Arimidex (anastrozol) is the aromatase inhibitor of choice. Arimidex's mechanism of action - blocking conversion of aromatizable steroids to estrogen - is in contrast to the mechanism of action of anti-estrogens such as clomiphene (Clomid) (Nolvadex), which block estrogen receptors in some tissues, and activate estrogen receptors in others.
Arimidex can be referred to as an aromatase inhibitor which helps prevent estrogen production in females. Research has shown that the estrogen hormone is responsible for the creation of breast cancer tumors in women. Arimidex is the drug administered to intercept the enzyme aromatase, which is a substance that assists the body tissues in producing estrogen. Arimidex is a popular drug in the battle against breast cancer. It is by and large, a hormonal treatment which can prevent the recurrence of breast cancer. Arimidex, also known as Anastrozole is not a steroid.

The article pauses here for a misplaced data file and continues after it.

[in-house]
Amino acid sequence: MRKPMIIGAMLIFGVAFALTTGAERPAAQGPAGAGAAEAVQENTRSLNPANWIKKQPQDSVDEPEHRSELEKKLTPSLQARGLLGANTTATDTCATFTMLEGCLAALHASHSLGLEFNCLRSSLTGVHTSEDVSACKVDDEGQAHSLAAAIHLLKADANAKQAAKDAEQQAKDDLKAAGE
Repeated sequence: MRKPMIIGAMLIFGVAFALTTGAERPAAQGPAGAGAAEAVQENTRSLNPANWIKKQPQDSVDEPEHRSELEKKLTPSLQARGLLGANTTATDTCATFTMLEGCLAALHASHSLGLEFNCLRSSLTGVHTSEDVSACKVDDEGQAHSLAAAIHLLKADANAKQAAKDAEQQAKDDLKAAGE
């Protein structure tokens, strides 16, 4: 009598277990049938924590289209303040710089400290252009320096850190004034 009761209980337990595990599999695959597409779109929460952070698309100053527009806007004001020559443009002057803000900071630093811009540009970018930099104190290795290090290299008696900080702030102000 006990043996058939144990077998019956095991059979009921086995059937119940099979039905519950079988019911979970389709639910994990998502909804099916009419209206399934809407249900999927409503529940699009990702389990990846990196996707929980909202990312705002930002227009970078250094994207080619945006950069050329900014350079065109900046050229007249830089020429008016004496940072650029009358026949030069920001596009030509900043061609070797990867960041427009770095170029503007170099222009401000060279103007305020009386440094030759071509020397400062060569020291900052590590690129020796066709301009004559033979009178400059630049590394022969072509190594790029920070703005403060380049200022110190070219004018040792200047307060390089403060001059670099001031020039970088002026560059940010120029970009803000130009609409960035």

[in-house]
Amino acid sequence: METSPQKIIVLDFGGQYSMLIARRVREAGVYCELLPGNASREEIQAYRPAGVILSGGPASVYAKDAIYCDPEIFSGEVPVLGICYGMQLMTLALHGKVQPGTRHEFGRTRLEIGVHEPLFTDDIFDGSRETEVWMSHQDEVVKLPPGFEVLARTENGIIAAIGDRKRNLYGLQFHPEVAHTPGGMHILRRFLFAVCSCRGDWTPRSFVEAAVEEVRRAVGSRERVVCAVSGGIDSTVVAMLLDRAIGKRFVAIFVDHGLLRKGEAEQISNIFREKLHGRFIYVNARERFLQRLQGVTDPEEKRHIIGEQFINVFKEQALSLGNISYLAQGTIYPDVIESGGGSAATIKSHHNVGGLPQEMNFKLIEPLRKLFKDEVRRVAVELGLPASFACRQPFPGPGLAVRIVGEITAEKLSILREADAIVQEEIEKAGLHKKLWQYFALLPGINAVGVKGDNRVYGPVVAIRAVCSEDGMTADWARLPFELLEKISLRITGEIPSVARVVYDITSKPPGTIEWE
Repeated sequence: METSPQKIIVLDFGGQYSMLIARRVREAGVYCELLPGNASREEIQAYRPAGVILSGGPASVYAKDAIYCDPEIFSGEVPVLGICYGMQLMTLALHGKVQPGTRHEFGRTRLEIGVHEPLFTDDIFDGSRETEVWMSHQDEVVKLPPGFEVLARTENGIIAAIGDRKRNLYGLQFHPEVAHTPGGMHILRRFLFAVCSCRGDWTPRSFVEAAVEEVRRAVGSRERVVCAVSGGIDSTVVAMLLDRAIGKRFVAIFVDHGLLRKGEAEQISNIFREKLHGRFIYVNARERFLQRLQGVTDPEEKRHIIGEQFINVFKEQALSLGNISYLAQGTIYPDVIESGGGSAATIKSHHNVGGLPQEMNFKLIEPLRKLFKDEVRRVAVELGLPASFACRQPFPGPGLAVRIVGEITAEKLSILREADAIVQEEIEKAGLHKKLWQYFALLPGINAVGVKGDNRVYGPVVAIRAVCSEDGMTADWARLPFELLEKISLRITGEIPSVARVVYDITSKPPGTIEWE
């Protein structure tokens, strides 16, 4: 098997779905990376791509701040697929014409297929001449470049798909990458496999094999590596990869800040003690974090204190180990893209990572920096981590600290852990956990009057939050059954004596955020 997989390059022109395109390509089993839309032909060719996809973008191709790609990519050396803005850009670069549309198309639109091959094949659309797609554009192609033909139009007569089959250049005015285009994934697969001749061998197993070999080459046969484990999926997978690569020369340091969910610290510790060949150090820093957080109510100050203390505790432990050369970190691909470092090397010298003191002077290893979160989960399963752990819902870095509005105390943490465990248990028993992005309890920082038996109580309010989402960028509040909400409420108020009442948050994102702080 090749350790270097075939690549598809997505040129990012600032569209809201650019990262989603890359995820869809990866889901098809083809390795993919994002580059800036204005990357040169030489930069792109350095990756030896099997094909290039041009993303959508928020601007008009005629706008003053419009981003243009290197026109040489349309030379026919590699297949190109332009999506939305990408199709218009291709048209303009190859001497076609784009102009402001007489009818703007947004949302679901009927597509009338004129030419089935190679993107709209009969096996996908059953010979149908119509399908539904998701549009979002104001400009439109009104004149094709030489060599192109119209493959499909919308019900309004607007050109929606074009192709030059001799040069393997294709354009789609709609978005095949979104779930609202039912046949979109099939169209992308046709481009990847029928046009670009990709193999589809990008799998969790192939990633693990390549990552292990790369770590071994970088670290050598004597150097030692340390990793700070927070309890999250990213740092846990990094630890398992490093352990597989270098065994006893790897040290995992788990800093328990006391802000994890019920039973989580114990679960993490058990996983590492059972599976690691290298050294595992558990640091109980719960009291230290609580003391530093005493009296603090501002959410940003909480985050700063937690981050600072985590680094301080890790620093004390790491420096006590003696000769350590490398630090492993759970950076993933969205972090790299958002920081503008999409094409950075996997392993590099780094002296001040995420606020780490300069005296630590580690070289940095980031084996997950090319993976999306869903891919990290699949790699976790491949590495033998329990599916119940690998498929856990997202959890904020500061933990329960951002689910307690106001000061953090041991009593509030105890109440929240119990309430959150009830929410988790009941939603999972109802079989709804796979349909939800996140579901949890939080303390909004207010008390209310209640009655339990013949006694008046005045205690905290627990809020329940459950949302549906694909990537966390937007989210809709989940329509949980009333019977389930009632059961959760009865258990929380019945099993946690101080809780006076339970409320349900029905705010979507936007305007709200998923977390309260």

Arimidex is known to have diminished estrogen way too much in some patients. This is why blood tests or salivary tests are recommended after a week of usage to determine whether the dosage is appropriate.
Arimidex tends to work quite differently than the traditional anti-estrogens. Anti-estrogens like Clomid or Nolvadex tend to intercept estrogen receptors in certain tissues while activating them in others.
Meanwhile, Arimidex directly intercepts the enzyme aromatase. When a patient has been recommended the use of Arimidex, Clomid use along with is unnecessary. Doing so may have some benefits.
Arimidex is generally used for all stages and forms of breast cancer which are classified to be estrogen receptor positive. In case the patient has estrogen receptor negative or triple negative cancer, the usage of Arimidex is unlikely to help.
Anastrozol is appropriately used when using substantial amounts of aromatizing steroids, or when one is prone to
gynecomastia and using moderate amounts of such steroids. Arimidex does not have the side effects of
aminoglutethimide (Cytadren) and can achieve a high degree of estrogen blockade, much moreso than Cytadren.
It is possible to reduce estrogen too much with Arimidex, and for this reason blood tests, or less preferably
salivary tests, should be taken after the first week of use to determine if the dosing is correct.
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